A chef may be able to sneak beets into brownies, but she can’t conceal a copyright claim in a state law cause of action, according to a New York County Supreme Court. In the latest chapter of the ongoing saga between Missy Chase Lapine, author of The Sneaky Chef: Simple Strategies for Hiding Healthy Foods in Kids’ Favorite Meals and Jessica Seinfeld, author of Deceptively Delicious: Simple Secrets To Get Your Kids Eating Good Food, Justice Marcy S. Friedman dismissed Lapine’s claims for breach of implied-in-fact contract and idea misappropriation against HarperCollins, Inc., Deceptively Delicious’s publisher, and for defamation against Jerry Seinfeld, Jessica Seinfeld’s husband.
The dispute began in federal court in January 2008, when Lapine sued Jessica Seinfeld for, among other things, copyright infringement, arguing that Seinfeld’s cookbook was nearly identical to hers. The court ruled for Seinfeld, and the appeals court affirmed, on the grounds that the two cookbooks were not substantially similar, as required for recovery under the Copyright Act.
Unable to recover for the expression of her idea – that is, the cookbook itself – Lapine sought compensation for the idea underlying the cookbook: sneaking vegetables into recipes that kids will eat. She sued in state court last March, alleging she had submitted her proposal for a children’s cookbook to HarperCollins, which then stole her idea by publishing Seinfeld cookbook nearly two years later.
On February 23, 2011, the New York Supreme Court dismissed both of Lapine’s claims against HarperCollins. The breach of implied contract claim failed because Lapine alleged neither the price agreed upon nor HarperCollins’ assent to the terms. The idea misappropriation claim failed because Lapine did not allege a sufficient relationship between the parties. The court also said that Lapine’s idea – tricking children into eating healthy food – was not novel. For these reasons alone, both of Lapine’s claims against HarperCollins could have been dismissed.
In a somewhat unusual move, however, the court continued its analysis by engaging in a lengthy – and legally superfluous – examination of whether the Copyright Act would “preempt” Lapine’s claims. The Copyright Act provides that it exclusively governs anything that comes within the subject matter of copyright. Therefore, it bars – or preempts – any state law claim that provides similar protection over a work that falls within the scope of the Copyright Act. A state law claim will not be preempted, however, if it requires an extra element that makes it qualitatively different than a claim under the Copyright Act.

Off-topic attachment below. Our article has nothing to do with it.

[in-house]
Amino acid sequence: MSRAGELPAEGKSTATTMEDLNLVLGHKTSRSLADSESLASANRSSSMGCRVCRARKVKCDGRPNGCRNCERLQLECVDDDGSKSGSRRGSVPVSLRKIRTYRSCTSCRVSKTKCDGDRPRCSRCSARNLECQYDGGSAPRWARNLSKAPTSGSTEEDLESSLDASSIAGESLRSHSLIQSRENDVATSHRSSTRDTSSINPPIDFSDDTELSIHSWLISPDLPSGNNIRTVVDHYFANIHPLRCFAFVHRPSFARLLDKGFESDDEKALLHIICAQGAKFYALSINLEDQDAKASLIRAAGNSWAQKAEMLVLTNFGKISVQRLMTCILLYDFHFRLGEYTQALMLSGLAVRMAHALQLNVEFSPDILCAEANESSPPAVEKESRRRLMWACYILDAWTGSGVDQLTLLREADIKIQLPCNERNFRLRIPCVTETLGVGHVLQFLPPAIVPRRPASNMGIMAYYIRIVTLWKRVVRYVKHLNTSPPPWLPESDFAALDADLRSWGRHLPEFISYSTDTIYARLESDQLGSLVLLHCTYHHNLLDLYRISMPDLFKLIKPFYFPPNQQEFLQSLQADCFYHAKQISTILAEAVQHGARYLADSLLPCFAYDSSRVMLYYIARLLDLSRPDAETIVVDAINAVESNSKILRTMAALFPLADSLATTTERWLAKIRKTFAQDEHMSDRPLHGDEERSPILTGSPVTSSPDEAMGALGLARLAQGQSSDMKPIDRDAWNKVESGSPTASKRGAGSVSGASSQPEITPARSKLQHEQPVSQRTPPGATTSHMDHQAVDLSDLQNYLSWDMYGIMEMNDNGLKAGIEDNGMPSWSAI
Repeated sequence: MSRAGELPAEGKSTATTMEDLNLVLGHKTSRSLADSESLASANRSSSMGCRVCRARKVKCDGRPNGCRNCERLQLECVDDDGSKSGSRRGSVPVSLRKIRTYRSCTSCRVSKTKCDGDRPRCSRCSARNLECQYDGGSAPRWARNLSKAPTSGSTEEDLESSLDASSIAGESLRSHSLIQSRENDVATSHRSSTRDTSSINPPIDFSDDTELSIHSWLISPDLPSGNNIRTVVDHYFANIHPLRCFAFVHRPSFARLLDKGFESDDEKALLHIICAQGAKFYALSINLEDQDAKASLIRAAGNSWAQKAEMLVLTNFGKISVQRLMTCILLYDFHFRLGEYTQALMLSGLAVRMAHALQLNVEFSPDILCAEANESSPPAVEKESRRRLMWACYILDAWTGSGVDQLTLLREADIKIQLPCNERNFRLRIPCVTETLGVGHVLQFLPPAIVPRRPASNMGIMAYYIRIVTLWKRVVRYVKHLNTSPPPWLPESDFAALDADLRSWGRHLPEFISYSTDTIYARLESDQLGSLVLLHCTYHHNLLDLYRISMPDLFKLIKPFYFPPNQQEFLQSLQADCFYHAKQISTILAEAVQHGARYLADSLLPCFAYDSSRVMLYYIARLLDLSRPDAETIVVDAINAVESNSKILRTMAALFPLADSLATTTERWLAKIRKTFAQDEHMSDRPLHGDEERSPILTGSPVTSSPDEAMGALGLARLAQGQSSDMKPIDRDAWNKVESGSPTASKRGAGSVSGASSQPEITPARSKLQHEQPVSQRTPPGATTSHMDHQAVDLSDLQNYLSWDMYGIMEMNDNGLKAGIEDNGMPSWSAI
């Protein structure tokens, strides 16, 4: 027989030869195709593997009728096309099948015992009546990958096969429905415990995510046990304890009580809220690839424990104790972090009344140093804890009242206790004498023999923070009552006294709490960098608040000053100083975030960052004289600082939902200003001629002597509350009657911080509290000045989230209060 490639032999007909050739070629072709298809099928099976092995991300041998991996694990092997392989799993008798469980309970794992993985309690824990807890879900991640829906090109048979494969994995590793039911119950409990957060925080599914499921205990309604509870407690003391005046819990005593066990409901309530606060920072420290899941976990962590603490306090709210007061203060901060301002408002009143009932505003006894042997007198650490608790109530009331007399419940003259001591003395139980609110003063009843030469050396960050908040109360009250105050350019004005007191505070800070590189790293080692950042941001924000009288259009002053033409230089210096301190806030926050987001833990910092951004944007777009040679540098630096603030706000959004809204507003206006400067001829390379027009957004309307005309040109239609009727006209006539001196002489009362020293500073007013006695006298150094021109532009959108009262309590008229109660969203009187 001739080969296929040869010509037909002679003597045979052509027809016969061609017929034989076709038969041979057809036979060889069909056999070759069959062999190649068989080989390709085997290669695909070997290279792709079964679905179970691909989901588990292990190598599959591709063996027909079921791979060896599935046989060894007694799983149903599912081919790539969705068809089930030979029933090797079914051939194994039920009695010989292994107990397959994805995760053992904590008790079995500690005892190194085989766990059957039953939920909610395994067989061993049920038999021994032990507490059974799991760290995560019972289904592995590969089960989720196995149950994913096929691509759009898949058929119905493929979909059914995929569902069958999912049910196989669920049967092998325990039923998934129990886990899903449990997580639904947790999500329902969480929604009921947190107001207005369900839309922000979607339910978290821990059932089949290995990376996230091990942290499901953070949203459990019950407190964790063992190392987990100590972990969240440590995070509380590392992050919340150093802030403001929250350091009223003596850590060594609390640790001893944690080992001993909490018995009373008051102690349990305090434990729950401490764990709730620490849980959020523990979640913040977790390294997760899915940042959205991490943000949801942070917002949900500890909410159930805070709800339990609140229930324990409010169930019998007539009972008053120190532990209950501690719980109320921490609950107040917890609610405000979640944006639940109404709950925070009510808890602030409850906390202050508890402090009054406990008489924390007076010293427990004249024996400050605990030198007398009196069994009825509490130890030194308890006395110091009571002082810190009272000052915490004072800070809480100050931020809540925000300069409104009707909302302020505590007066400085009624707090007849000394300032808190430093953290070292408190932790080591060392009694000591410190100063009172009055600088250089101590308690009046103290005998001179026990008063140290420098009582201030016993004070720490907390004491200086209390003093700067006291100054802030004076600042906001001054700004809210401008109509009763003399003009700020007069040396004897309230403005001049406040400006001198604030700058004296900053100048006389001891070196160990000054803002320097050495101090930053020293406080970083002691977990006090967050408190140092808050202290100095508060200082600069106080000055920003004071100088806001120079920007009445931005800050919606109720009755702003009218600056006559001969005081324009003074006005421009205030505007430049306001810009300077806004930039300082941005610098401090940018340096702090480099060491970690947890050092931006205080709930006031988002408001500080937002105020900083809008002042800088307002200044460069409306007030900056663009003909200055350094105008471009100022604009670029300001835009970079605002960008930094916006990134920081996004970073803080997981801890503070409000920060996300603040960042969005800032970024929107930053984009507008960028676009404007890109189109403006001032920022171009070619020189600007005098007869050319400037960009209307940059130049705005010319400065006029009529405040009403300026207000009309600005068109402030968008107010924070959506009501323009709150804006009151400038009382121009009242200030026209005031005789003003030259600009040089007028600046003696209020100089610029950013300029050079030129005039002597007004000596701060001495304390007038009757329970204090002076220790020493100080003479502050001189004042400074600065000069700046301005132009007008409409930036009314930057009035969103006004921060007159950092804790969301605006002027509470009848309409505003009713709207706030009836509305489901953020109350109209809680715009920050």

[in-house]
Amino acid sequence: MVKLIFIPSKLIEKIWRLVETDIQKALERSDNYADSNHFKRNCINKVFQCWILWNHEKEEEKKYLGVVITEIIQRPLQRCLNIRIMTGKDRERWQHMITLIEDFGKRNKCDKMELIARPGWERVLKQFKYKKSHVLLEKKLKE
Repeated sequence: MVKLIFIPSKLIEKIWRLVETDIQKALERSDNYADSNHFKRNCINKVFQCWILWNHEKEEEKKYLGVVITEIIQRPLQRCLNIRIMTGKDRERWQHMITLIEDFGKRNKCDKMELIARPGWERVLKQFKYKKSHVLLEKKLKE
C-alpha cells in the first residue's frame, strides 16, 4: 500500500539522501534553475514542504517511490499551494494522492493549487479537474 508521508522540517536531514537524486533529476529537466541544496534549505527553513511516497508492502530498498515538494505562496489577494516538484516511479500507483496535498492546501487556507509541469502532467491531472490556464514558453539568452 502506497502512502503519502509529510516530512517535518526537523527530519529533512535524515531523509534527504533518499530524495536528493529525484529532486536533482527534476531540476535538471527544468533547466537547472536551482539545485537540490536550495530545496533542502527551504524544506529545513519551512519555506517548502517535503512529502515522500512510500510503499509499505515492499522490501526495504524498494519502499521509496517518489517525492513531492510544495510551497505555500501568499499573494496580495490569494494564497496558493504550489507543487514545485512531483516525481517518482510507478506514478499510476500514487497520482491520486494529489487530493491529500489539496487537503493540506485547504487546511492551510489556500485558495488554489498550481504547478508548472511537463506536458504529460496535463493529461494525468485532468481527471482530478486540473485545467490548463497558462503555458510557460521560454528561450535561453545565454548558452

Whether a claim is preempted depends on the nature of the claim itself. With respect to the breach of implied contract claim, the court found inconsistent lines of authority: some courts have held that an implied promise to pay for the use of an idea constitutes the extra element necessary to avoid preemption by the Copyright Act, whereas other courts have held that such promises fall within the rights protected by the Copyright Act and are therefore preempted. In the end, the court did not decide whether the implied contract claim was preempted because it had already determined that the allegations were deficient and that the parties had not sufficiently briefed the issue.
By contrast, the court noted that had Lapine properly pled her idea misappropriation claim, the Copyright Act would have clearly preempted it. The court stated that “[i]t is well settled that misappropriation claims grounded solely in the use of a plaintiff’s protected expression are preempted by the Copyright Act.” Thus, to the extent a plaintiff alleges only another’s unauthorized use of her idea or the expression of her idea, her sole remedy lies under the Copyright Act.
The court also dismissed Lapine’s claims of defamation against Jerry Seinfeld arising out of his comments during an interview on The Late Show With David Letterman. The court held that while humor and comedy were not entitled to absolute protection under the First Amendment, Seinfeld’s description of Lapine as a “wacko” was a legally protected statement of his opinion about the merits of the litigation.